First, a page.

Saturday, October 31, 2009

This Week from Indian Country Today

Obama meeting exclusion insults state recognized tribes
PALM SPRINGS, Calif. – The White House announcement that President Barack Obama and tribal leaders will meet in early November was greeted with elation at the National Congress of American Indians annual conference, but that happiness soon turned to disappointment for representatives of state-recognized tribes who learned they would be excluded from the historic event. Read more »

Peltier supporters to seek clemency during White House meeting

WASHINGTON – Leonard Peltier supporters will seek clemency for the imprisoned American Indian Movement activist during a historic meeting between President Barack Obama and hundreds of tribal leaders of federally recognized nations. Read more »


St. Regis Mohawk Tribe commissions economic impact study
Akwesasne Mohawk retrieve Olympic Flame from Greece
Apaches request Interior NAGPRA review
Elephant of Indian racism discussed
Obama meeting exclusion insults state recognized tribes
Navajo Nation suspends president
Indian country philanthropy yields $284,000 plus for elders, embassy
MT tribe says politics won’t hurt recognition bid
Blackfeet Tribe launches new Web site
Help Cheyenne River Youth Project bring joy to children this Christmas
A lengthy legal battle lands in tribal court
Judge: Unkechaug meets tribal sovereignty, immunity criteria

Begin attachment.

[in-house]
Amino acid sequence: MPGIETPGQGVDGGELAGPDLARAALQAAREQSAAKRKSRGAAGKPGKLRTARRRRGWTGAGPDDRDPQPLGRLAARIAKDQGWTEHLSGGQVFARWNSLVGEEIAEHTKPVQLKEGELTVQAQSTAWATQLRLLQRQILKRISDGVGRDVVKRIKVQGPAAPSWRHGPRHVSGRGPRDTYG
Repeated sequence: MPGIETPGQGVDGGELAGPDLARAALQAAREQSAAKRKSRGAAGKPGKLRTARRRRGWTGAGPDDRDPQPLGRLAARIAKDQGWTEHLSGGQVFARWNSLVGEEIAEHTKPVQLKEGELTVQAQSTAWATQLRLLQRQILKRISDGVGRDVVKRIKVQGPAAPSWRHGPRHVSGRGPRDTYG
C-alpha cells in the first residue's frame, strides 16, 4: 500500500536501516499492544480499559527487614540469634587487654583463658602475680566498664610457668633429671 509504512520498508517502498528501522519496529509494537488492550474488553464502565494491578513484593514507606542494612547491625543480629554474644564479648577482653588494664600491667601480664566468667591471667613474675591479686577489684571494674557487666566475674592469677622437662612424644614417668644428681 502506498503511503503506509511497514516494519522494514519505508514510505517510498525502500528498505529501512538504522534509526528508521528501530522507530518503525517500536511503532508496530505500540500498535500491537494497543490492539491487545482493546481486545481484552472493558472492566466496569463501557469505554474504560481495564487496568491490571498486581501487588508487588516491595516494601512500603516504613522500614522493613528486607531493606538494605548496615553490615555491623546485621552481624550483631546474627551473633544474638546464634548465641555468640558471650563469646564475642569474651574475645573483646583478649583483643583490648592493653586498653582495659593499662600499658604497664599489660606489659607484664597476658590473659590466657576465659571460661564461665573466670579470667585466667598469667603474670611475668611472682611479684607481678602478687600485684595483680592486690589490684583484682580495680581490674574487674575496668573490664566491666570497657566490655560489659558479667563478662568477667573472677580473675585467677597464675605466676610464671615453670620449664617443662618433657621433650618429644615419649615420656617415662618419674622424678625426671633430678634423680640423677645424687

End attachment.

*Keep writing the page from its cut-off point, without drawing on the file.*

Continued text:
Keybank and Raymond James partner on affordable housing for Tulalip Reservation
Holy Road
Tribe needs nuclear waste solution
Tribes honored for preserving Okla. battlefield
Coquille Tribe harvesting organic cranberries
Indian health bill gains steam, again
Jefferson Keel elected NCAI president
Redskins litigants win support from psychologists, justice advocates
2nd Circuit denies Schaghticoke political influence appeal
Pressure mounts for Obama to settle Indian farmer case
Experts: Justice grants not a long-term solution to ending violence
Holy Road
Jana will be Goodwill Ambassador for TIMOTCA


Great Lakes


Wildcat: The climate is changing. … and it better

In a little less than three weeks, from Nov. 18 – 21, at the Mystic Lake Casino and Resort of the Shakopee Mdewakanton Sioux, Winona LaDuke and I will convene the second Native Peoples Native Homelands Workshop. Only 11 years ago, in the fall of 1998, the first Native Peoples Native Homelands Climate Change Workshop was convened in Albuquerque as the first U.S. National Assessment of the Potential Consequences of Climate Variability and Change was being developed. Read more »

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